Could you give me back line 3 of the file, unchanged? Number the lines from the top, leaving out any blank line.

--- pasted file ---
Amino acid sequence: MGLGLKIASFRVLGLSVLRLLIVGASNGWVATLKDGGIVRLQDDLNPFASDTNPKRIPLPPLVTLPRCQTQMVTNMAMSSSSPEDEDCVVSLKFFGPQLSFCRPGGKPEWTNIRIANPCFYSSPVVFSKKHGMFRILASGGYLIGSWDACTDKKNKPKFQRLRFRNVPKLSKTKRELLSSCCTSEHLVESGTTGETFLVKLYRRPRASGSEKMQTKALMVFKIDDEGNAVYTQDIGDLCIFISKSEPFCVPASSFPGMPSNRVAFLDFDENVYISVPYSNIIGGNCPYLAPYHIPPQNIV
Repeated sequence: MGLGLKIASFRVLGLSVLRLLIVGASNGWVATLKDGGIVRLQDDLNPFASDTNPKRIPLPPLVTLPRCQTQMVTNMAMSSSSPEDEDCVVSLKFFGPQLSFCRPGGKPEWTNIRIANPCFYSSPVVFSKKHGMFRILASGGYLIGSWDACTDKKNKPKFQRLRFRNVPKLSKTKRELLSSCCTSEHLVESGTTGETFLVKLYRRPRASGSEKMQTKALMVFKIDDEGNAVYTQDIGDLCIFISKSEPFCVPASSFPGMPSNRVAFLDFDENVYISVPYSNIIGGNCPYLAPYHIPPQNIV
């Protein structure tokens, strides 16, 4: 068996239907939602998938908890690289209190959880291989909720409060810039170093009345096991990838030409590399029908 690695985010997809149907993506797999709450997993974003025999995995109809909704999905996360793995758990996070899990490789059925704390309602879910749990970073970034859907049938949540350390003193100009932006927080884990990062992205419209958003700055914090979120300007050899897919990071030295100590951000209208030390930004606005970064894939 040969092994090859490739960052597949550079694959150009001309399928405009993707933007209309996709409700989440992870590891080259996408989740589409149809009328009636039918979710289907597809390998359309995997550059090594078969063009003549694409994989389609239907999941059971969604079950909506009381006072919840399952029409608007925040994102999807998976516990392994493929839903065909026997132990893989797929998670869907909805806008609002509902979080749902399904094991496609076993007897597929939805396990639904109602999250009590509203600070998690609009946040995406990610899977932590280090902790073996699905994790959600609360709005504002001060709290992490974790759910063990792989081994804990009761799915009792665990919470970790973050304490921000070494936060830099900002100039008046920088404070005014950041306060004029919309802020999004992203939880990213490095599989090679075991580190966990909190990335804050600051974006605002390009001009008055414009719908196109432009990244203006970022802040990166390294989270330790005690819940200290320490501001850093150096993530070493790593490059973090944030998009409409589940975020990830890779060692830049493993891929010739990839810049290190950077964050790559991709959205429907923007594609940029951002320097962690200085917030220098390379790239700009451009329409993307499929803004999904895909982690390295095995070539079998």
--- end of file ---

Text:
């Protein structure tokens, strides 16, 4: 068996239907939602998938908890690289209190959880291989909720409060810039170093009345096991990838030409590399029908 690695985010997809149907993506797999709450997993974003025999995995109809909704999905996360793995758990996070899990490789059925704390309602879910749990970073970034859907049938949540350390003193100009932006927080884990990062992205419209958003700055914090979120300007050899897919990071030295100590951000209208030390930004606005970064894939 040969092994090859490739960052597949550079694959150009001309399928405009993707933007209309996709409700989440992870590891080259996408989740589409149809009328009636039918979710289907597809390998359309995997550059090594078969063009003549694409994989389609239907999941059971969604079950909506009381006072919840399952029409608007925040994102999807998976516990392994493929839903065909026997132990893989797929998670869907909805806008609002509902979080749902399904094991496609076993007897597929939805396990639904109602999250009590509203600070998690609009946040995406990610899977932590280090902790073996699905994790959600609360709005504002001060709290992490974790759910063990792989081994804990009761799915009792665990919470970790973050304490921000070494936060830099900002100039008046920088404070005014950041306060004029919309802020999004992203939880990213490095599989090679075991580190966990909190990335804050600051974006605002390009001009008055414009719908196109432009990244203006970022802040990166390294989270330790005690819940200290320490501001850093150096993530070493790593490059973090944030998009409409589940975020990830890779060692830049493993891929010739990839810049290190950077964050790559991709959205429907923007594609940029951002320097962690200085917030220098390379790239700009451009329409993307499929803004999904895909982690390295095995070539079998």